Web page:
"This is what happened to my husband and his auto today", McCormack said in a post that has since been deleted.
The safety board is investigating four Tesla crashes since previous year and looking at post-crash fire issues and the use of Autopilot.
The footage shows flames shooting up from underneath the auto. "No accident, out of the blue, in traffic on Santa Monica Blvd". Responding to queries on Twitter, McCormack said the Tesla wasn't equipped with Autopilot and that her husband was "barely moving in traffic" at the time.More news: Kim sends note of thanks and flowers to President Xi
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"Thank you to the kind couple who flagged him down and told him to pull over", McCormack wrote of her husband, director Michael Morris. He was not injured in the fire.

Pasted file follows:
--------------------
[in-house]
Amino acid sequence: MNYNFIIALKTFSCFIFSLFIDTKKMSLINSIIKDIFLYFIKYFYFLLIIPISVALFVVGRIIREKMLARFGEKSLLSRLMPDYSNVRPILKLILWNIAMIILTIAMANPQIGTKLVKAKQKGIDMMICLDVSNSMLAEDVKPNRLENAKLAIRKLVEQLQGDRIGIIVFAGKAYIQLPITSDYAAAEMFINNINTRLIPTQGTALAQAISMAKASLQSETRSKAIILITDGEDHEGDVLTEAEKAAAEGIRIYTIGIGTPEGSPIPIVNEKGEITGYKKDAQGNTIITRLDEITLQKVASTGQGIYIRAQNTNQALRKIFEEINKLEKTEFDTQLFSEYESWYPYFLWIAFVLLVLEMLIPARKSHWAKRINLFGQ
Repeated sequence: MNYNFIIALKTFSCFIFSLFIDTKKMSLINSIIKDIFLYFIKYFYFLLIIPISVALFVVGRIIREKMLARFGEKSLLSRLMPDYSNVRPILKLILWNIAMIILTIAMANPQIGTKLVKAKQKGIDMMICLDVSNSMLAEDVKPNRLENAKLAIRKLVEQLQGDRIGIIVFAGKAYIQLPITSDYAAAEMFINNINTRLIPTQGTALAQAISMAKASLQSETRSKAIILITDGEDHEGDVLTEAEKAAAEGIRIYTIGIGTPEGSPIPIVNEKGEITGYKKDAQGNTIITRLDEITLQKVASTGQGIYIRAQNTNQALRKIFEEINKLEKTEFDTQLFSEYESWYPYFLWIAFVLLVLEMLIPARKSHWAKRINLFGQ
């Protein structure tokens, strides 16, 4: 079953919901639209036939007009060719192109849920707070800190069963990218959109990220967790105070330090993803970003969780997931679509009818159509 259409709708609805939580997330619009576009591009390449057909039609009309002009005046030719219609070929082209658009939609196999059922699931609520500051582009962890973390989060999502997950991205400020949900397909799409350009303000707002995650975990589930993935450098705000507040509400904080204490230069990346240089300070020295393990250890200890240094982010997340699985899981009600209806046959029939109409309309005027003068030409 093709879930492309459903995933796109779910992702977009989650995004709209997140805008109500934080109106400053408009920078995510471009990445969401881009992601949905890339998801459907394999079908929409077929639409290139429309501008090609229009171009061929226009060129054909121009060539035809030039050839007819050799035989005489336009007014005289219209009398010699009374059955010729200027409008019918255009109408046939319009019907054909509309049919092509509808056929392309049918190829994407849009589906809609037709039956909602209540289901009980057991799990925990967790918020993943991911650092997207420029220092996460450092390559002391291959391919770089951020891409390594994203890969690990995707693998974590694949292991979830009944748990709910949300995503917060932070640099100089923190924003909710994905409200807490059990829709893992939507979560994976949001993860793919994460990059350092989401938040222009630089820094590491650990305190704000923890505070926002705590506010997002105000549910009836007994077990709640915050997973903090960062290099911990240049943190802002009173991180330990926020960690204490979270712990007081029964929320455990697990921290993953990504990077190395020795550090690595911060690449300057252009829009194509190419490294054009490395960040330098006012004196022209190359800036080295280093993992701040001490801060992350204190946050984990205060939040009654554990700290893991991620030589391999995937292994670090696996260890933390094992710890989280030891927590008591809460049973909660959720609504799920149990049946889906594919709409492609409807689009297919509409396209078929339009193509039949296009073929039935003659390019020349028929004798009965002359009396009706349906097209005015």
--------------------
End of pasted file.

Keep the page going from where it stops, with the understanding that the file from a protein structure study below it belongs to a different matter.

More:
In May, the NTSB began investigating a crash involving a Model S that killed two teenagers in Florida after it crashed into a wall and burst into flames.
"This is an extraordinarily unusual occurrence, and we are investigating the incident to find out what happened", a Tesla spokesperson told The Drive. McCormack, however, later specified that Morris's vehicle wasn't on Autopilot. Tesla says that based on the size of its fleet and the number of miles it has traveled, a Tesla vehicle is at least 10 times less likely to experience a fire than a gas auto.
The NFPA numbers don't specify how many, if any, of those fires involved electric batteries. Lt. Dan Nagelmann, from the Los Angeles County Sheriff's Department, confirmed it was either a battery or mechanical issue that caused the fire and there was no collision at all.